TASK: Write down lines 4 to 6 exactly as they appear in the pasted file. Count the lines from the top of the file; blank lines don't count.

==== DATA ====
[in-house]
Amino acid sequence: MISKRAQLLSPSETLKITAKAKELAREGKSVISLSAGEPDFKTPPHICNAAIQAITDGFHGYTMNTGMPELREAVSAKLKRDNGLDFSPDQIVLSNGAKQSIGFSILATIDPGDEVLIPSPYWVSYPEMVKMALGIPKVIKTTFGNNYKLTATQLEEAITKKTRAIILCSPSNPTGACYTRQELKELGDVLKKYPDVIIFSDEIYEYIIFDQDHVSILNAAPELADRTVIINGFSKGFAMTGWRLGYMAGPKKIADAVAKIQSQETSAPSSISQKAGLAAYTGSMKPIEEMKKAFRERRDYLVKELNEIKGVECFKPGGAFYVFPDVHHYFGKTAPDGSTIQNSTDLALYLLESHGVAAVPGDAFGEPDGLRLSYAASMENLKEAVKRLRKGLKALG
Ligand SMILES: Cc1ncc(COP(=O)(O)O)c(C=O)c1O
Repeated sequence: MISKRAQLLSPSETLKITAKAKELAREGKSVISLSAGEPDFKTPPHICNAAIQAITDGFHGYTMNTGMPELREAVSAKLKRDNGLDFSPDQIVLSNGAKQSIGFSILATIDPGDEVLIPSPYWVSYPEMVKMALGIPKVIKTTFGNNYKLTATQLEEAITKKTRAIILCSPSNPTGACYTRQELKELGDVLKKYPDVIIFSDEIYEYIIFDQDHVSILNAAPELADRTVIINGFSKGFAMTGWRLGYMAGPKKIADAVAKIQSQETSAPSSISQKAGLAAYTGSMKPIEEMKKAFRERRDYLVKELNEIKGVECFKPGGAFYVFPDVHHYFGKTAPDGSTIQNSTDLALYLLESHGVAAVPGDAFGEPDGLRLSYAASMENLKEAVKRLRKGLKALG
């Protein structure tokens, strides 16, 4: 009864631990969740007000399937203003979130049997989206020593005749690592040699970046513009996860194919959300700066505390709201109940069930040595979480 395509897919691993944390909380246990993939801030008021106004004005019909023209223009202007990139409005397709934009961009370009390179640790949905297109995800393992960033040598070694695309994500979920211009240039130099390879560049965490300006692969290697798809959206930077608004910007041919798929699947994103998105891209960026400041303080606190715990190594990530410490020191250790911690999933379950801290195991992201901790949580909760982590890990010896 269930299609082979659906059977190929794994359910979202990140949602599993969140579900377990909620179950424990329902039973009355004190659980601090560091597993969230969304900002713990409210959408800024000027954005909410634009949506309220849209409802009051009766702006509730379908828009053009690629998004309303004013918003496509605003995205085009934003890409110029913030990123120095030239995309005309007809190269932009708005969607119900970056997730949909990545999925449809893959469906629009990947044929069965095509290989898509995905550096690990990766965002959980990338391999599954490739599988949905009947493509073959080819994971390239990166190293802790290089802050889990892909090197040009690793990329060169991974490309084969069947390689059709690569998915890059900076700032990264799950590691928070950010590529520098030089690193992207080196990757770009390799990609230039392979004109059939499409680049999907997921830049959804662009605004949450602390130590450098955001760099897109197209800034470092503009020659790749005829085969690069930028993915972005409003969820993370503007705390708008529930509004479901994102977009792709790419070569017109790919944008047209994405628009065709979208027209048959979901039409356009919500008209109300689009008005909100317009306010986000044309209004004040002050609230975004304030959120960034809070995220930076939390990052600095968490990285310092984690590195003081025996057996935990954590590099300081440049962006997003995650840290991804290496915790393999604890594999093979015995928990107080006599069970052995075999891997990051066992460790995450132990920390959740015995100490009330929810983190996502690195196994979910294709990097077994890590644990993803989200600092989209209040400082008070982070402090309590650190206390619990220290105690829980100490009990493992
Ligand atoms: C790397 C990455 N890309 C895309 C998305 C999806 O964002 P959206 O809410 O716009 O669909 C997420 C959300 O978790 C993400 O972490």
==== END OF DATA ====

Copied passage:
Repeated sequence: MISKRAQLLSPSETLKITAKAKELAREGKSVISLSAGEPDFKTPPHICNAAIQAITDGFHGYTMNTGMPELREAVSAKLKRDNGLDFSPDQIVLSNGAKQSIGFSILATIDPGDEVLIPSPYWVSYPEMVKMALGIPKVIKTTFGNNYKLTATQLEEAITKKTRAIILCSPSNPTGACYTRQELKELGDVLKKYPDVIIFSDEIYEYIIFDQDHVSILNAAPELADRTVIINGFSKGFAMTGWRLGYMAGPKKIADAVAKIQSQETSAPSSISQKAGLAAYTGSMKPIEEMKKAFRERRDYLVKELNEIKGVECFKPGGAFYVFPDVHHYFGKTAPDGSTIQNSTDLALYLLESHGVAAVPGDAFGEPDGLRLSYAASMENLKEAVKRLRKGLKALG
């Protein structure tokens, strides 16, 4: 009864631990969740007000399937203003979130049997989206020593005749690592040699970046513009996860194919959300700066505390709201109940069930040595979480 395509897919691993944390909380246990993939801030008021106004004005019909023209223009202007990139409005397709934009961009370009390179640790949905297109995800393992960033040598070694695309994500979920211009240039130099390879560049965490300006692969290697798809959206930077608004910007041919798929699947994103998105891209960026400041303080606190715990190594990530410490020191250790911690999933379950801290195991992201901790949580909760982590890990010896 269930299609082979659906059977190929794994359910979202990140949602599993969140579900377990909620179950424990329902039973009355004190659980601090560091597993969230969304900002713990409210959408800024000027954005909410634009949506309220849209409802009051009766702006509730379908828009053009690629998004309303004013918003496509605003995205085009934003890409110029913030990123120095030239995309005309007809190269932009708005969607119900970056997730949909990545999925449809893959469906629009990947044929069965095509290989898509995905550096690990990766965002959980990338391999599954490739599988949905009947493509073959080819994971390239990166190293802790290089802050889990892909090197040009690793990329060169991974490309084969069947390689059709690569998915890059900076700032990264799950590691928070950010590529520098030089690193992207080196990757770009390799990609230039392979004109059939499409680049999907997921830049959804662009605004949450602390130590450098955001760099897109197209800034470092503009020659790749005829085969690069930028993915972005409003969820993370503007705390708008529930509004479901994102977009792709790419070569017109790919944008047209994405628009065709979208027209048959979901039409356009919500008209109300689009008005909100317009306010986000044309209004004040002050609230975004304030959120960034809070995220930076939390990052600095968490990285310092984690590195003081025996057996935990954590590099300081440049962006997003995650840290991804290496915790393999604890594999093979015995928990107080006599069970052995075999891997990051066992460790995450132990920390959740015995100490009330929810983190996502690195196994979910294709990097077994890590644990993803989200600092989209209040400082008070982070402090309590650190206390619990220290105690829980100490009990493992
Ligand atoms: C790397 C990455 N890309 C895309 C998305 C999806 O964002 P959206 O809410 O716009 O669909 C997420 C959300 O978790 C993400 O972490």